The case that concluded in the Supreme Court last week dealt with an important constitutional issue. It was absolutely right that the Government both defended their position and appealed against the first-instance judgment in England and Wales to the Supreme Court, where the case was heard alongside connected litigation from the Northern Ireland courts. The figures for the total costs of those cases will be published in due course, but I can confirm that the Advocate General for Scotland and I, who appeared on behalf of the Government, received no additional fee for our work on the case.
I thank the Attorney General for his response, although I am not sure that we have got any closer to learning the figure. Given that every serious legal commentator in the land said that the Government’s appeal was doomed to fail, will he please explain to the House why it was so necessary to waste taxpayers’ money on funding the appeal?
I am afraid that I do not agree with the hon. Gentleman’s premise. Let me point out a number of things to him. First, I think that the Supreme Court of the United Kingdom is the right place in which to decide a case of such significance. Secondly, if the Government’s arguments had been as hopeless as the hon. Gentleman suggests, three Supreme Court justices would not have agreed with them. Thirdly, as I have already pointed out, the case was in the Supreme Court partly because judgments in Northern Ireland cases were appealed against to the Supreme Court, not by the Government but by the other parties. The Government responded to those cases, and, incidentally, were successful. Fourthly, the Supreme Court was dealing with arguments presented by the devolved Governments, which had to be dealt with by the Supreme Court. In that instance, the Government were again entirely successful.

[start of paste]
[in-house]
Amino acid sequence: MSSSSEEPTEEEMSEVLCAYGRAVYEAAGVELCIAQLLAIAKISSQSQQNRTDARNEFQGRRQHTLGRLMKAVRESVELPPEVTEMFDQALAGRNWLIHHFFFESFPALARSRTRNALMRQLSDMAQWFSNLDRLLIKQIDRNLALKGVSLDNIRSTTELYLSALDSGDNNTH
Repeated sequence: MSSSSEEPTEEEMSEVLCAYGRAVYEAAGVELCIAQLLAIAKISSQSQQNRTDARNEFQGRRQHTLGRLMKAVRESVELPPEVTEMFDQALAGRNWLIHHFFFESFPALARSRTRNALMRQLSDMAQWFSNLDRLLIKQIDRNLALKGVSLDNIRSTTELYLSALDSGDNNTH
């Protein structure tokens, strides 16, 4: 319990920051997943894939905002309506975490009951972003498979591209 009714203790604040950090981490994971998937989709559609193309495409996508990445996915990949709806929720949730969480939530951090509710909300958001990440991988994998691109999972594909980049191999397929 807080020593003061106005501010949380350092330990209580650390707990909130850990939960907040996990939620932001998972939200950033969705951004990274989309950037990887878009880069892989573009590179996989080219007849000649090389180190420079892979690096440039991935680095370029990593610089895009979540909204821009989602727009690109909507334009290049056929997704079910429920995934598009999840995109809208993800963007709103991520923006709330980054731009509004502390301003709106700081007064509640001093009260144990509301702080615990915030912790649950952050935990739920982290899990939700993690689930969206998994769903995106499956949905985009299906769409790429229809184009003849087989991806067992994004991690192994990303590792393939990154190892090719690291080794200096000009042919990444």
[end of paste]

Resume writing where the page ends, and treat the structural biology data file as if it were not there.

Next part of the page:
Lastly, let me say this to the hon. Gentleman. I think it is a good thing that, in a system governed by the rule of law, a Government are prepared to go to court to argue their case, to make use of appeal mechanisms like any other litigant, and then to abide by the final outcome. That is what has happened, and I think it is a good example of the way in which a rule-of-law system should work.
Does my right hon. and learned Friend agree that when members of the public bring cases on a matter of this importance against the Government in Northern Ireland and in England and Wales and there are conflicting decisions, our Government have no alternative whatsoever but to pursue this matter to the Supreme Court?
I do agree. It is important that the Supreme Court resolved this matter and gave us clarity on what should now happen, and it is now for Parliament to decide what to do next—and I am pleased to see that last night Parliament began to answer the question it had been posed.
When the costs are eventually published, will the Minister ensure that the price that was exacted was for liberty and freedom from the bureaucrats in Brussels, against which it is very difficult to attach any cost?
I take the hon. Gentleman’s point. This will be an expensive case, but the answer the British people gave should be respected and acted upon, and that, as I say, is now a matter for Parliament—it is no longer a legal matter—and I hope very much that Parliament will answer it clearly.
The Attorney General maybe needs to think again about some of the dubious shorthand that he uses in respect of the devolved cases. The Supreme Court really only made clear judgments in relation to two of the five matters that were referred in relation to Northern Ireland, and on one of them some of its observations are politically telling in ways that the Government are yet to respect.